Texas: EV Manufacturing Fuels Expansion in Lithium-Ion Battery Production
Feature Photo: A May 2021 view of the SK Battery America gigafactory under construction in Commerce, Georgia. The auto industry’s transition to electric vehicles is spurring huge investments in lithium-ion battery manufacturing plants across the nation and Texas cities are competing to get a share of those new plants. Image: Google Streets.
by Adolfo Pesquera
San Antonio (Bexar County) — Several automotive vehicle manufacturers recently announced plans to build lithium-ion battery factories in the United States and local officials are preparing their sales pitches in hopes of making the Alamo City home to at least one of them.
On Oct. 18, Toyota Motor Corporation, Stellantis N.V., Foxconn, Ford Motor Company and Volvo issued separate announcements about their plans to build electric vehicles. Prior to that news cycle, Ford and General Motors announced plans to build five U.S. battery factories, the Associated Press reported.
The battery electric vehicle (BEV) market it blowing up. According to Deloitte, total global BEV sales will likely have grown from 2.5 million in 2020 to 31.1 million in 2030.
Almost since its inception, the industry has been dominated by Chinese companies, which control 73% of the global capacity. The U.S. lags at all stages of the battery supply chain; it has 12 battery gigafactories compared to 156 battery gigafactories in China, according S&P Global Platts.
Consequently, about 80% of BEV batteries installed in new vehicles must be imported.
The U.S. Department of Energy, through the Federal Consortium for Advanced Batteries (FCAB), is spearheading a coordinated approach to ensure a sufficient domestic supply. The vision of the FCAB is to establish, by 2030, “a secure battery materials and technology supply chain that supports long-term U.S. economic competitiveness and equitable job creation … and meets national security requirements.”
President Joe Biden signed an executive order Aug. 5 that sets a goal of having 50% of domestic vehicle sales be zero-emissions by 2030. Ford, General Motors and Stellantis signed voluntary pledges to have 40% to 50% of U.S. sales come from electric vehicles by 2030.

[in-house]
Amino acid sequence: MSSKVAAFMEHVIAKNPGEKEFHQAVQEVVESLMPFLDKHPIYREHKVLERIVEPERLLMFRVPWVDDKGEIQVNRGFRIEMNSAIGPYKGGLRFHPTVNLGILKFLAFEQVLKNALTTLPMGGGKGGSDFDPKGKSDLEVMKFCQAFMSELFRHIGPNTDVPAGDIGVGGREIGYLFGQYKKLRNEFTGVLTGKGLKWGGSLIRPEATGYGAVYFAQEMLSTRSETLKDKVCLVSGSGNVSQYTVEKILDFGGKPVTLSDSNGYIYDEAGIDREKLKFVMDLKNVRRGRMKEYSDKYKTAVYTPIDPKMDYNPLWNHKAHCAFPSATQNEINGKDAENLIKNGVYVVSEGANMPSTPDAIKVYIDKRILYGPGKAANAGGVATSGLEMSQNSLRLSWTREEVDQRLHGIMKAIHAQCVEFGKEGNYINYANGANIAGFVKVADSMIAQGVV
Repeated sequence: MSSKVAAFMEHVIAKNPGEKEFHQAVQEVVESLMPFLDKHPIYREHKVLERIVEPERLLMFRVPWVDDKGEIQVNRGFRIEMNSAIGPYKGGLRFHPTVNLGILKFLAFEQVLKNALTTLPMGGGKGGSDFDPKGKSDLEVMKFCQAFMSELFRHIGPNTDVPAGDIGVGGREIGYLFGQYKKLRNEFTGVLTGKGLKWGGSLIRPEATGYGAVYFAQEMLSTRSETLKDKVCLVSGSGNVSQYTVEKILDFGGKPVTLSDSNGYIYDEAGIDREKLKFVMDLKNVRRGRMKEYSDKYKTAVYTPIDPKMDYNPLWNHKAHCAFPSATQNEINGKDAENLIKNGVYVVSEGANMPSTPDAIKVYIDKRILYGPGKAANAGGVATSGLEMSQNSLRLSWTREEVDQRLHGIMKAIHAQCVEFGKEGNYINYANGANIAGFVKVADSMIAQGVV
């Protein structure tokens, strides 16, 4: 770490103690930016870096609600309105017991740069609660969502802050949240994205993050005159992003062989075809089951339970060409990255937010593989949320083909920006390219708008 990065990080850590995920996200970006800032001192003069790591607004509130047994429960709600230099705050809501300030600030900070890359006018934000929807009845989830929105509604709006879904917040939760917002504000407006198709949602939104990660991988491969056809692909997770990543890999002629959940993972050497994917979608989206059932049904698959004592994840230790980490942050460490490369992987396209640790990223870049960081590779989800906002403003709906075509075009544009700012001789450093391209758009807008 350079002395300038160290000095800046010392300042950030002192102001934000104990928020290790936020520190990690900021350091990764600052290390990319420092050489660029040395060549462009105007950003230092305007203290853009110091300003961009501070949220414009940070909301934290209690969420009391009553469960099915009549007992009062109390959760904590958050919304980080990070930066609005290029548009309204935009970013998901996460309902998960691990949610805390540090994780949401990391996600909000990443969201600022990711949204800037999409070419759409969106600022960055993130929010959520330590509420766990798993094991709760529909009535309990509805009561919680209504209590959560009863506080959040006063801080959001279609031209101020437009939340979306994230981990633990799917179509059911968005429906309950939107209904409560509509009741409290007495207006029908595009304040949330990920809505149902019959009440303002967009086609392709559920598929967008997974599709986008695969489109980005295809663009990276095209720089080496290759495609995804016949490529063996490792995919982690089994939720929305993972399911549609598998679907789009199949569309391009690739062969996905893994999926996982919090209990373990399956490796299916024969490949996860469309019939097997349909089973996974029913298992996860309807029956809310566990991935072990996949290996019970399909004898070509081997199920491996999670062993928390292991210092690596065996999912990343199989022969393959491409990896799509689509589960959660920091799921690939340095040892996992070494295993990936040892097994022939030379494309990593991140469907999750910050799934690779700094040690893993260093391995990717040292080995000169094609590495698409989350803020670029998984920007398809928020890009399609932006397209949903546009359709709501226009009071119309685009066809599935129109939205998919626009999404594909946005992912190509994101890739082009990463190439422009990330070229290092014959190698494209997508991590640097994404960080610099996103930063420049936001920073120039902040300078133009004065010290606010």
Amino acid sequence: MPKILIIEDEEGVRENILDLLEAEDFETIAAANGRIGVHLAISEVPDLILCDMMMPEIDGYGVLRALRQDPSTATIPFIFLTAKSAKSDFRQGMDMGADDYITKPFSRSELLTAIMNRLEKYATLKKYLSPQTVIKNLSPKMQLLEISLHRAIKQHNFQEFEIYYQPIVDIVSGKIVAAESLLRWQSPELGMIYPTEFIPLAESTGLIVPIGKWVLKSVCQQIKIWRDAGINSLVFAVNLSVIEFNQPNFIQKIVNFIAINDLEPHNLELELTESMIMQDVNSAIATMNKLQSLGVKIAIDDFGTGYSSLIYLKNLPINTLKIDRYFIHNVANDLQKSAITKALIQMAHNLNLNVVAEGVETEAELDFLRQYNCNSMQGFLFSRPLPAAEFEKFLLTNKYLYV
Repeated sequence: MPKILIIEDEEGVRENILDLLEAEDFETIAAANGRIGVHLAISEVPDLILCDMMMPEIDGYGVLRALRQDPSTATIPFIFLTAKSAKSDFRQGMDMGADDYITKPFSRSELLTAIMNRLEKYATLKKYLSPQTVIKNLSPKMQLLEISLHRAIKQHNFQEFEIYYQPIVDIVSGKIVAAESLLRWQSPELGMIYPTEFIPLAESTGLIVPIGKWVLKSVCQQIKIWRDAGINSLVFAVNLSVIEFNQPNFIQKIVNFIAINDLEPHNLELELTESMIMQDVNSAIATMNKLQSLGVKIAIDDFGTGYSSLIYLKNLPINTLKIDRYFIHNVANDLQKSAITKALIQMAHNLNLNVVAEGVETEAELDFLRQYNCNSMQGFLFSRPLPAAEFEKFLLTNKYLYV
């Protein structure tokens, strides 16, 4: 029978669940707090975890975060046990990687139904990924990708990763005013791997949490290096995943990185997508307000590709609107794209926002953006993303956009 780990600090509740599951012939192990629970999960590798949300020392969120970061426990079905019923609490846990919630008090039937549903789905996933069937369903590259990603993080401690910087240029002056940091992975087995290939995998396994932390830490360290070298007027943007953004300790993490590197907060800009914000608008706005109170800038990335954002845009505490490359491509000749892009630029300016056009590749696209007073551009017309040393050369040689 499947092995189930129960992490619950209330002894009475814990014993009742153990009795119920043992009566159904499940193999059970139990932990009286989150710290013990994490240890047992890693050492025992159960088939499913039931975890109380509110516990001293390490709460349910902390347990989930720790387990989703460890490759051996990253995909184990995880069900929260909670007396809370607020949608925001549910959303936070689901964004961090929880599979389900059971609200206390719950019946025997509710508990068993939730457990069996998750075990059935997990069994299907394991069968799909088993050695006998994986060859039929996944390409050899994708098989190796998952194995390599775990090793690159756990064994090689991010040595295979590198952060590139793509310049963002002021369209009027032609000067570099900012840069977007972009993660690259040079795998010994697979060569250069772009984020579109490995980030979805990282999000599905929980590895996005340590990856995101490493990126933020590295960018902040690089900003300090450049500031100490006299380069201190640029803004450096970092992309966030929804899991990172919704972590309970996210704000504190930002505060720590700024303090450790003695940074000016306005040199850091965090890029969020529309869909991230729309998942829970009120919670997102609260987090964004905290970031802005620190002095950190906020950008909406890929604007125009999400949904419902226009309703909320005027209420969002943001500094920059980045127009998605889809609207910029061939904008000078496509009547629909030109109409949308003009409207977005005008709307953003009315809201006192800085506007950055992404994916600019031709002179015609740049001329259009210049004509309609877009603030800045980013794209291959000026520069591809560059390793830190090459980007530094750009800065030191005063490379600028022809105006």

Toyota Motor Corporation’s October announcement was that it would invest roughly $3.4 billion in automotive batteries in the U.S. through 2030. This localization of battery production is part of the global total of $13.5 billion being earmarked for battery development and production that Toyota announced in September.
Toyota Motor North American will establish a new company and build an automotive batter plant with Toyota Tsusho America Inc. somewhere in the U.S. and start production in 2025. Toyota Tsusho is a supplier of automotive parts to Toyota brands. The new company will employ an estimated 1,750 workers.
The venture will first focus on producing batteries for hybrid electric vehicles.
San Antonio leaders have an accomplished economic development team. They’ve been instrumental in bringing numerous automotive industry manufacturers to Bexar County, most notably the Toyota Tundra truck factory and the Navistar semi-truck factory.
On Sept. 29, Ford announced a deal with South Korea-based battery manufacturer SK Innovation to invest $5.8 billion to build Blue Oval SK Battery Park, a 1,500-acre battery manufacturing campus in Glendale, Kentucky. The locally assembled batteries will power electric Ford and Lincoln vehicles and production is expected to begin in 2025.
SK Innovation already has another U.S. factory under construction. A $2.6 billion factory in Jackson County, Georgia is scheduled to start production in early 2022 and will produce enough batteries to supply 200,000 electric vehicles. A second plant adjacent to the first will start production in 2023.
A week earlier, on Sept. 22, Ford announced its collaboration with Redwood Materials to create a closed-loop battery recycling supply chain. Ford will invest $30 billion in electrification through 2025 and $50 million in Redwood to help expand Redwood’s manufacturing footprint. Redwood’s recycling technology can recover, on average, more than 95% of the elements like nickel, cobalt, lithium and copper. These materials can be reused in a closed-loop with Redwood moving to produce anode copper foil and cathode active materials for future battery production.